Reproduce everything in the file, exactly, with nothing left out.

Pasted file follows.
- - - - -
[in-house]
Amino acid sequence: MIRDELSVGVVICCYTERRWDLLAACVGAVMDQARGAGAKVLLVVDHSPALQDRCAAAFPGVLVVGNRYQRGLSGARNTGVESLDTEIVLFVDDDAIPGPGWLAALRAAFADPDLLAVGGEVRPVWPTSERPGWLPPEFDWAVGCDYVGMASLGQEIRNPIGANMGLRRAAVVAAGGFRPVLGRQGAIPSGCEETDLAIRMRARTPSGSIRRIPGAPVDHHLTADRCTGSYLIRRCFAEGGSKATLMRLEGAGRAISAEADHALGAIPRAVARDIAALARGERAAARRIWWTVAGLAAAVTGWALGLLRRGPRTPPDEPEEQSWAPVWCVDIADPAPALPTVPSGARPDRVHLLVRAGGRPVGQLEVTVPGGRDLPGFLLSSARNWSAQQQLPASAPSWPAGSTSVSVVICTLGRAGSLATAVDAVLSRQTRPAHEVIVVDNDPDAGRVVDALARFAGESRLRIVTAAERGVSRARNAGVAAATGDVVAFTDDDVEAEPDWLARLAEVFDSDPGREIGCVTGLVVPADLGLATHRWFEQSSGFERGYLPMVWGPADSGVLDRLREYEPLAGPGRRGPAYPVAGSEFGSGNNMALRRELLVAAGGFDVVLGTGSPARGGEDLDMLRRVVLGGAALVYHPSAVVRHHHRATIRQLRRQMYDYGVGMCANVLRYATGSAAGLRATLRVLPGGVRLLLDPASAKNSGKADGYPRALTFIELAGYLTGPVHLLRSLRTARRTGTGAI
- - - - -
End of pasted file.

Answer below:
[in-house]
Amino acid sequence: MIRDELSVGVVICCYTERRWDLLAACVGAVMDQARGAGAKVLLVVDHSPALQDRCAAAFPGVLVVGNRYQRGLSGARNTGVESLDTEIVLFVDDDAIPGPGWLAALRAAFADPDLLAVGGEVRPVWPTSERPGWLPPEFDWAVGCDYVGMASLGQEIRNPIGANMGLRRAAVVAAGGFRPVLGRQGAIPSGCEETDLAIRMRARTPSGSIRRIPGAPVDHHLTADRCTGSYLIRRCFAEGGSKATLMRLEGAGRAISAEADHALGAIPRAVARDIAALARGERAAARRIWWTVAGLAAAVTGWALGLLRRGPRTPPDEPEEQSWAPVWCVDIADPAPALPTVPSGARPDRVHLLVRAGGRPVGQLEVTVPGGRDLPGFLLSSARNWSAQQQLPASAPSWPAGSTSVSVVICTLGRAGSLATAVDAVLSRQTRPAHEVIVVDNDPDAGRVVDALARFAGESRLRIVTAAERGVSRARNAGVAAATGDVVAFTDDDVEAEPDWLARLAEVFDSDPGREIGCVTGLVVPADLGLATHRWFEQSSGFERGYLPMVWGPADSGVLDRLREYEPLAGPGRRGPAYPVAGSEFGSGNNMALRRELLVAAGGFDVVLGTGSPARGGEDLDMLRRVVLGGAALVYHPSAVVRHHHRATIRQLRRQMYDYGVGMCANVLRYATGSAAGLRATLRVLPGGVRLLLDPASAKNSGKADGYPRALTFIELAGYLTGPVHLLRSLRTARRTGTGAI